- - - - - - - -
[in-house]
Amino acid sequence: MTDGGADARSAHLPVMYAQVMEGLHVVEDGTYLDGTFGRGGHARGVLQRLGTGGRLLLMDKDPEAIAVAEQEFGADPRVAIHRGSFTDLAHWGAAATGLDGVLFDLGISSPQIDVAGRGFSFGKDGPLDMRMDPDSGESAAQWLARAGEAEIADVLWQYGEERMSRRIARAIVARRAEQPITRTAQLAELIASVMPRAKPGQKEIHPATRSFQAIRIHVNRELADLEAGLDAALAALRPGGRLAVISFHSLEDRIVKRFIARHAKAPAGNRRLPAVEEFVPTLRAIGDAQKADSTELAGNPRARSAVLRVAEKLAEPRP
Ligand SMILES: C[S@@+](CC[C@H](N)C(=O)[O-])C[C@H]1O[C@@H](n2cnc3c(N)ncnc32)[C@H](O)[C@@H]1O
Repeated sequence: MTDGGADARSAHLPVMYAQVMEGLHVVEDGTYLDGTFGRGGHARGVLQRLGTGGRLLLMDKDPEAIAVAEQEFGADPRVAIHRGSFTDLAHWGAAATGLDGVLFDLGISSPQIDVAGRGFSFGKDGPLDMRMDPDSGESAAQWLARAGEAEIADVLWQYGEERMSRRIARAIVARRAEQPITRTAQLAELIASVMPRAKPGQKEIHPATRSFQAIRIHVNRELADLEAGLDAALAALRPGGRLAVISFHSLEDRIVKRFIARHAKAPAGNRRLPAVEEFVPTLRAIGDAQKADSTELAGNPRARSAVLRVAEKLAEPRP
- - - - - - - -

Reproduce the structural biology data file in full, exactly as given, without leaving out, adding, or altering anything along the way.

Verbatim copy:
[in-house]
Amino acid sequence: MTDGGADARSAHLPVMYAQVMEGLHVVEDGTYLDGTFGRGGHARGVLQRLGTGGRLLLMDKDPEAIAVAEQEFGADPRVAIHRGSFTDLAHWGAAATGLDGVLFDLGISSPQIDVAGRGFSFGKDGPLDMRMDPDSGESAAQWLARAGEAEIADVLWQYGEERMSRRIARAIVARRAEQPITRTAQLAELIASVMPRAKPGQKEIHPATRSFQAIRIHVNRELADLEAGLDAALAALRPGGRLAVISFHSLEDRIVKRFIARHAKAPAGNRRLPAVEEFVPTLRAIGDAQKADSTELAGNPRARSAVLRVAEKLAEPRP
Ligand SMILES: C[S@@+](CC[C@H](N)C(=O)[O-])C[C@H]1O[C@@H](n2cnc3c(N)ncnc32)[C@H](O)[C@@H]1O
Repeated sequence: MTDGGADARSAHLPVMYAQVMEGLHVVEDGTYLDGTFGRGGHARGVLQRLGTGGRLLLMDKDPEAIAVAEQEFGADPRVAIHRGSFTDLAHWGAAATGLDGVLFDLGISSPQIDVAGRGFSFGKDGPLDMRMDPDSGESAAQWLARAGEAEIADVLWQYGEERMSRRIARAIVARRAEQPITRTAQLAELIASVMPRAKPGQKEIHPATRSFQAIRIHVNRELADLEAGLDAALAALRPGGRLAVISFHSLEDRIVKRFIARHAKAPAGNRRLPAVEEFVPTLRAIGDAQKADSTELAGNPRARSAVLRVAEKLAEPRP